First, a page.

ISSUE 2 / SPRING 2005
Issue 2
Fiction
"And So It Begins..."
Wake
by Spencer Dew

Scratch
by Tom Barbash

The Baby
by Cristina Henríquez

William's Geography
by Amy MacLennan

Flash Fiction
Shoemaker Forever
by Ellen Weis

Games You Can Play with the Dead
by Marion de Booy Wentzien

Sweet Tooth
by Tony Palmieri

Short Stories
Some Advice on Reading Short Stories
by Kirk Lynn

Harry Breaking
by Dixon Long

Ray of Light
by Jamie Baughman

The Piñata
by Mai Linh Spencer

Wake
Spencer Dew
Flash Fiction "And So It Begins"
Contest: Up to 500 words, beginning with the following first sentence
"They say he was born without fingernails."

They say he was born without fingernails. Then came the incident on the Magic Tea Party ride, when he was still a toddler, which tore off both his pinky fingers and his twin sister's head. They say he never got over that, and I'm inclined to think they are right.

When his wife left, he moved to Shakespeare Avenue, Apartment #1, in rear. He wore pajamas all day, drank like an old maid: sherry and brandy, sweet kosher wine. His face rounded out, puffed up, turning a jaundice color, an infested toenail tone, resembling, I figure, his ex-wife's face, when they finally fished her body out of the lake.

I met him for the first time since college in the stadium, after the outbreak. We were waiting in the same line for salt tablets, ration books. Since then we meet on Tuesdays, for peanut cookies and Manischewitz, sitting on the plastic drop cloths that cover his furniture.

Because of the Tea Party, he doesn't hold his glass the way you'd figure, pinky out. There is just a purple-tipped nub, nearly flush against the knuckle. Conversation is predictable. We talk about the old times, girls we knew, how they died.

I'm not sure why I go, except that in the wake of it all, there is so much to be said for familiarity, routine. You hear the same pop psychology on the pirate radio stations: take comfort in ritual; develop patterns of socialization with your fellow survivors.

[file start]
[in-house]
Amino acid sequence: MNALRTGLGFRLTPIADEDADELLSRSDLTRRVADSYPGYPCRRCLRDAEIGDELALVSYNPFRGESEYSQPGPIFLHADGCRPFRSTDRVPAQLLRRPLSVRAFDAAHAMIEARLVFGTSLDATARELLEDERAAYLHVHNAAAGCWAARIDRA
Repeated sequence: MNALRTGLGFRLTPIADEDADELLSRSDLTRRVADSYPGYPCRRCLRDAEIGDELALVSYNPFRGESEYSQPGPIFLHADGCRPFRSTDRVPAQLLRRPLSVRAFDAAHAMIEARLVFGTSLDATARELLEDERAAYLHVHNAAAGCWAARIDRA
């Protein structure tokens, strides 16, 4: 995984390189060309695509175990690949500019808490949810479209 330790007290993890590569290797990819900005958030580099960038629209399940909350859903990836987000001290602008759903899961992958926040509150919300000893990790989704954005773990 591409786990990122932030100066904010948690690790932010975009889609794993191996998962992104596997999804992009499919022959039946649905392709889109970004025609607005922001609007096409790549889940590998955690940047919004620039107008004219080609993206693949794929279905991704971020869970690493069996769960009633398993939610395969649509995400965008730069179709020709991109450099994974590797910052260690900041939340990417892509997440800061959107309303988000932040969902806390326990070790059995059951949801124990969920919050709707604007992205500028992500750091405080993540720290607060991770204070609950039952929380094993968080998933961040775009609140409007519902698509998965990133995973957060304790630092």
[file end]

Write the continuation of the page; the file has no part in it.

And he tells me, without fail, how glad he is, in the end, about the attacks – his neighborhood now more central, the lakefront expanded, the skyline so much more minimalist.

At a certain point – my cue to drink up and leave – his wormy soft-top fingers pull back the lacey curtains in his kitchen, exposing a slat of still surprising view: the new marsh, where the river lapped up into the craters of Wrightview; the sole remaining tower, buried to the fifteenth floor in lake and mud, now a military prison.

On clear days, standing on a milk crate he keeps by his sink just for this purpose, you can press against the glass and see Gary, the plumes of smoke where it still burns.

Not to mention – this is what he always says as I check my papers, ready my mask – not to mention that it took care of his ex-wife.

She was in one of the rescue boats crushed by the Dearborn drawbridge. Meaning that her corpse was catalogued before they stopped keeping track.

In the early months, the paper ran her picture with a short bio, in which her married name – his name – was preserved in parenthesis. He kept a copy of this picture, clipped out and glued to cardboard backing, sealed in a plastic sleeve.

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